Flamborough Head is one of Britain’s most spectacular areas of chalk cliffs, standing around 400 feet in height. The chalk was laid down millions of years ago when the last of the dinosaurs were still roaming the earth. Nowadays, the cliffs are home to one of the largest groups of nesting sea birds in England, boasting a rare colony of Northern Gannets. The cliff top walk is a birdspotter’s paradise, with visitors to the headland including oyster catchers, gulls, eider ducks, and cormorants. There’s also a wide variety of butterflies and moths that favour the tough grasses and wildflowers.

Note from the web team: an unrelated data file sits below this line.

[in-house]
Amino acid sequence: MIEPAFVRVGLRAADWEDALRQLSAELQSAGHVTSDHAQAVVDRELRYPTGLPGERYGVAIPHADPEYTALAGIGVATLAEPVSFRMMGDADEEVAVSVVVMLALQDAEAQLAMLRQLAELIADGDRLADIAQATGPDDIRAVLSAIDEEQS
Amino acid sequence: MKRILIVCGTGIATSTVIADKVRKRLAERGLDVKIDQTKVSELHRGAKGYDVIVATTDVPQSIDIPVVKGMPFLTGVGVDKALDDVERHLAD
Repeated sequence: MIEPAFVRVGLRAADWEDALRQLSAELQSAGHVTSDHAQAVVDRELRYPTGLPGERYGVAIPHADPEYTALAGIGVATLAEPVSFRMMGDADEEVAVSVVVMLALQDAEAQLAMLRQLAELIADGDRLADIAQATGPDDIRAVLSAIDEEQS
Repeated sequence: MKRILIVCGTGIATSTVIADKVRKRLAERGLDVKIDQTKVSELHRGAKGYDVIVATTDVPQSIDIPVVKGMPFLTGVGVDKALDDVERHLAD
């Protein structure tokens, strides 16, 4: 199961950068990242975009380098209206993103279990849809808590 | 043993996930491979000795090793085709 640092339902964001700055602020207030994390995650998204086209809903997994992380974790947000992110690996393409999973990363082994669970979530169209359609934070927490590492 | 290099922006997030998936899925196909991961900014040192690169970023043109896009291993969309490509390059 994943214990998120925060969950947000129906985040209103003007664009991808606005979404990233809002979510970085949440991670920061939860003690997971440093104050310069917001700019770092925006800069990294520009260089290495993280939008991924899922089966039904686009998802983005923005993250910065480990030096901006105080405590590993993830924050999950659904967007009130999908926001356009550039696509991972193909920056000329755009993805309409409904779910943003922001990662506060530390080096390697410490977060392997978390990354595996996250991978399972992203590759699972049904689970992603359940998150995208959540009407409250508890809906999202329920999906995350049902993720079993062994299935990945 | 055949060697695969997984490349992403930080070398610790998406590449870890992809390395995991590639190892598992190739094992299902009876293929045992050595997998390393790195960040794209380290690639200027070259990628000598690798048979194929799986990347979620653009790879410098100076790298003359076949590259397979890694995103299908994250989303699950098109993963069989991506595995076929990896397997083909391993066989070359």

As well as its distinctive white cliffs, there are coves, sea caves and stacks along the coastline.

The butterflies on show included a Common Blue, Large White, Small Skipper and Tortoiseshell. Many others were seen but not easily photographed on the breezy tops.